Given the recent positive media coverage of the advance deployment of the Army Ranger Wing to Chad, I feel it is an opportune time to highlight some issues which need to be aired if this highly skilled and respected group is to continue to provide such a valuable role for our Defence Forces.
In the past eight years, the Army Ranger Wing has lost almost half of its Assault Team Members -- these are the men in potentially hostile, foreign, inhospitable areas preparing the ground for regular Defence Force members of different nationalities.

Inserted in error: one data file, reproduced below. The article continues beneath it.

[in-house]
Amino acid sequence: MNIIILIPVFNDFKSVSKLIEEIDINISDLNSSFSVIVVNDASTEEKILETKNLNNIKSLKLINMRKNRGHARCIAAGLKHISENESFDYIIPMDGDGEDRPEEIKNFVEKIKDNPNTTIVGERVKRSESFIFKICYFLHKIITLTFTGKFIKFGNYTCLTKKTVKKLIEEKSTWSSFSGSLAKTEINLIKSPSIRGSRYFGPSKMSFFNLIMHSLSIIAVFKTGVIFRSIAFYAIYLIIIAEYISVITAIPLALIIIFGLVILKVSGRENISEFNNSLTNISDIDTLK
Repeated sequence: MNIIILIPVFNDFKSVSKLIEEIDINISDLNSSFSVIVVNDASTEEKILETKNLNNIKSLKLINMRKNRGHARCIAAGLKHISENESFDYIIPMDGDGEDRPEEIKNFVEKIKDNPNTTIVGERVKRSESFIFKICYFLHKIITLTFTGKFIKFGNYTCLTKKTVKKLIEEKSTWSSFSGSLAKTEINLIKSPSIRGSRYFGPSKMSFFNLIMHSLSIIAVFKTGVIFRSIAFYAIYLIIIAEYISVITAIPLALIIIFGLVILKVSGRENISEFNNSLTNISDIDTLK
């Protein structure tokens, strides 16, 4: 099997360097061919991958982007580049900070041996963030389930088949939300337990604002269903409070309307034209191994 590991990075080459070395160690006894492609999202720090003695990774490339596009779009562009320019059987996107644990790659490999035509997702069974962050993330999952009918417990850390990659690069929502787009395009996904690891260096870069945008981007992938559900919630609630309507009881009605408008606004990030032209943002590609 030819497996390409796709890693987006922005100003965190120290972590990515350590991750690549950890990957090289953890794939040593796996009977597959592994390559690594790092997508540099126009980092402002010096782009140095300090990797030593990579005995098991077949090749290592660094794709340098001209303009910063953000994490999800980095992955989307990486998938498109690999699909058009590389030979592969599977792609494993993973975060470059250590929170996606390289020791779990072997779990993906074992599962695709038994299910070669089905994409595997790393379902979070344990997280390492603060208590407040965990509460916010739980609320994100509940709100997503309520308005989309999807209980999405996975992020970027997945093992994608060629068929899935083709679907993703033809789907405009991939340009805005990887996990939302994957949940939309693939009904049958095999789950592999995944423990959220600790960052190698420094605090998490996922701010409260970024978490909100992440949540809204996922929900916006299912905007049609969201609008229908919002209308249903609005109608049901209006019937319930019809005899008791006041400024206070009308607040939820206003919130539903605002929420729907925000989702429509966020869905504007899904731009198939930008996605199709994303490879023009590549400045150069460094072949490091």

There are two main reasons for this decline in numbers -- firstly, little difference in pay between unit members and comparative ranks in the conventional army and secondly, a lack of promotional prospects within the Army Ranger Wing.
The Army is currently under review and the Government expects to publish a White Paper by 2010 which will include proposals for how the force should be structured into the next decade and beyond.
Now is the time to debate and influence how best to secure the future of the Army Ranger Wing by addressing the issues concerning the men on the ground.
New members need to be encouraged and enticed to join the unit by offering appropriate remuneration and opportunities for career growth while carrying out a difficult and increasingly essential role.
A member of the Irish Army